Since the previous session of this Committee, we have had the chance to take stock of both the Chemical and the Biological Weapons Conventions through their Review Conferences.
The challenges posed by biological threats underscore the urgency of reinforcing the BWC and ensuring its relevance in the 21st century. We therefore welcome the decision by States Parties last December to agree on an ambitious working program for the intersessional period. This provides an opportunity to define practical ways to increase international cooperation and assistance and to revisit the issue of verification and compliance - in tandem with scientific and technological developments. This work will require strong partnerships with civil society, the private sector, scientific communities, and other stakeholders. We encourage all Member States to contribute to fruitful and constructive discussions in the Working Group on the Strengthening of the Convention in the coming years.
In May, we regrettably failed to reach consensus during the Fifth Review Conference of the Chemical Weapons Convention. We remain concerned by Russian and Syrian attempts at undermining cooperation in the CWC.
This summer marked a watershed in the history of the OPCW and in global disarmament efforts. The destruction of all declared chemical weapons in the world was completed. This does not mean, however, that the OPCW, or we as States Parties can rest on our laurels. Undeclared chemical weapons still exist, and the repeated use of such weapons has been explicitly documented in recent years.
The OPCW and the UN have together attributed nine cases of use of chemical weapons to Syrian authorities and two cases to the so-called Islamic State. We remain deeply concerned about the continued failure of the Syrian Arab Republic to close the 20 outstanding issues from its initial declaration on its chemical weapons programme.
We continue to urge the Russian Federation to conduct a thorough investigation of the circumstances surrounding the poisoning of Mr. Alexei Navalny, share the findings of the investigation with states parties to the CWC and bring those responsible to justice.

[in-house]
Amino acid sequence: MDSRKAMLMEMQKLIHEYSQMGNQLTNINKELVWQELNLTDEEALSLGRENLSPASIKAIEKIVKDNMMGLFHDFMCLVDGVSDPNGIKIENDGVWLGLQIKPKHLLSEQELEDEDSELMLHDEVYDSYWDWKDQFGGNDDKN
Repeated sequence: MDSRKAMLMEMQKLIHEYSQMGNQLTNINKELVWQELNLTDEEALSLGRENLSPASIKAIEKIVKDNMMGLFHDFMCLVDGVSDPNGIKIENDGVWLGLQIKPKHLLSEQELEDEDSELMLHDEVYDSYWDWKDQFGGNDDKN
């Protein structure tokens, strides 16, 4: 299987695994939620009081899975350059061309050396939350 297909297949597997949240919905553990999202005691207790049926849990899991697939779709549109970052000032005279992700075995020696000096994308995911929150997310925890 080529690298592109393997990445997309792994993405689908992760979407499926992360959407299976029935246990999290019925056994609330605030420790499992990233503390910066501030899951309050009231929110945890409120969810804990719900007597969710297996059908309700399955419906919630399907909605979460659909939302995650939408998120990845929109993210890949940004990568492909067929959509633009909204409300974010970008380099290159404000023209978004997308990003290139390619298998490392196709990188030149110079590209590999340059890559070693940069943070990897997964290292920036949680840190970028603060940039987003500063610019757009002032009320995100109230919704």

Norway remains steadfastly confident in the work of the Technical Secretariat of the OPCW and its Director General. We firmly reject any efforts to discredit their important work.
Let me underline the importance of upholding the independence of the UN Secretary General’s Mechanism for the investigation of alleged uses of chemical, biological or toxin weapons. Its impartiality and independence are essential. The Secretary General has ample opportunity to update the guidelines for the mechanism, should he see the need. Norway therefore sees no reason for member states to initiate an update procedure. We would further underscore the need to properly resource, equip and operationalize the mechanism.
I wish to highlight Security Council Resolution 1540 and the central role it plays in preventing nuclear, chemical, and biological weapons and their means of delivery, and related materials, falling into the hands of non-state actors, including terrorists. The 2022 renewal of the mandate was a welcome example of Council consensus on non-proliferation issues. We must continue to promote its effective implementation if we are to tackle the threat posed by non-state actors.
Let me underscore the importance of effective and transparent export controls. Norway supports The Nuclear Suppliers Group (NSG), the Zangger Committee, the Missile Technology Control Regime (MTCR), the Australia Group and the Wassenaar Arrangement. Multilateral and national export control regimes are essential in ensuring that transfers of equipment, materials and technologies are for their intended peaceful uses.
Finally, Norway welcomes US' initiative on a prohibition on the use of radiological weapons.